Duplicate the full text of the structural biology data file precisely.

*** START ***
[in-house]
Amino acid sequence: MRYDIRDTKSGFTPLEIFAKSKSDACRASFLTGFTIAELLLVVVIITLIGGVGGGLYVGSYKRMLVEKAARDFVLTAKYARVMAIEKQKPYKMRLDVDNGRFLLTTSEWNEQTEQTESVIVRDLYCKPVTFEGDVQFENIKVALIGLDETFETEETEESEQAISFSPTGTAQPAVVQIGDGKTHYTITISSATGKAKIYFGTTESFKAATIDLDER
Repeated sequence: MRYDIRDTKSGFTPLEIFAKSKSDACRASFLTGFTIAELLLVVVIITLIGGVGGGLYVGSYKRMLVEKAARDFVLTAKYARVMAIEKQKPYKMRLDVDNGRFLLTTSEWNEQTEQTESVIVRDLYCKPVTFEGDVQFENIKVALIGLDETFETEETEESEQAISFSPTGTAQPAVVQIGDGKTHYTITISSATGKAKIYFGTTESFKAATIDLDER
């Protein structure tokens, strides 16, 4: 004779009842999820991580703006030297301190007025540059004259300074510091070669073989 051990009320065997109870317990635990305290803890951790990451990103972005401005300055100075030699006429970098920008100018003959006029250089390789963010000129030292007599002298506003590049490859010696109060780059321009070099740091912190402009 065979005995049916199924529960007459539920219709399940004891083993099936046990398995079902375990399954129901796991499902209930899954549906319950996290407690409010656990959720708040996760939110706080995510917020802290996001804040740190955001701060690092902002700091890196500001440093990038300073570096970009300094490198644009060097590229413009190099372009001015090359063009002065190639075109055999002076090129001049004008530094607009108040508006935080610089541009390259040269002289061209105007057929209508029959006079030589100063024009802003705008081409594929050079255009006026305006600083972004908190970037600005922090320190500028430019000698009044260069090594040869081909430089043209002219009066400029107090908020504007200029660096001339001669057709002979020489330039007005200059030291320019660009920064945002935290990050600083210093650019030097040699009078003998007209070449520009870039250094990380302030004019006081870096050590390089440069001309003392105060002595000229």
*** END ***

[in-house]
Amino acid sequence: MRYDIRDTKSGFTPLEIFAKSKSDACRASFLTGFTIAELLLVVVIITLIGGVGGGLYVGSYKRMLVEKAARDFVLTAKYARVMAIEKQKPYKMRLDVDNGRFLLTTSEWNEQTEQTESVIVRDLYCKPVTFEGDVQFENIKVALIGLDETFETEETEESEQAISFSPTGTAQPAVVQIGDGKTHYTITISSATGKAKIYFGTTESFKAATIDLDER
Repeated sequence: MRYDIRDTKSGFTPLEIFAKSKSDACRASFLTGFTIAELLLVVVIITLIGGVGGGLYVGSYKRMLVEKAARDFVLTAKYARVMAIEKQKPYKMRLDVDNGRFLLTTSEWNEQTEQTESVIVRDLYCKPVTFEGDVQFENIKVALIGLDETFETEETEESEQAISFSPTGTAQPAVVQIGDGKTHYTITISSATGKAKIYFGTTESFKAATIDLDER
């Protein structure tokens, strides 16, 4: 004779009842999820991580703006030297301190007025540059004259300074510091070669073989 051990009320065997109870317990635990305290803890951790990451990103972005401005300055100075030699006429970098920008100018003959006029250089390789963010000129030292007599002298506003590049490859010696109060780059321009070099740091912190402009 065979005995049916199924529960007459539920219709399940004891083993099936046990398995079902375990399954129901796991499902209930899954549906319950996290407690409010656990959720708040996760939110706080995510917020802290996001804040740190955001701060690092902002700091890196500001440093990038300073570096970009300094490198644009060097590229413009190099372009001015090359063009002065190639075109055999002076090129001049004008530094607009108040508006935080610089541009390259040269002289061209105007057929209508029959006079030589100063024009802003705008081409594929050079255009006026305006600083972004908190970037600005922090320190500028430019000698009044260069090594040869081909430089043209002219009066400029107090908020504007200029660096001339001669057709002979020489330039007005200059030291320019660009920064945002935290990050600083210093650019030097040699009078003998007209070449520009870039250094990380302030004019006081870096050590390089440069001309003392105060002595000229």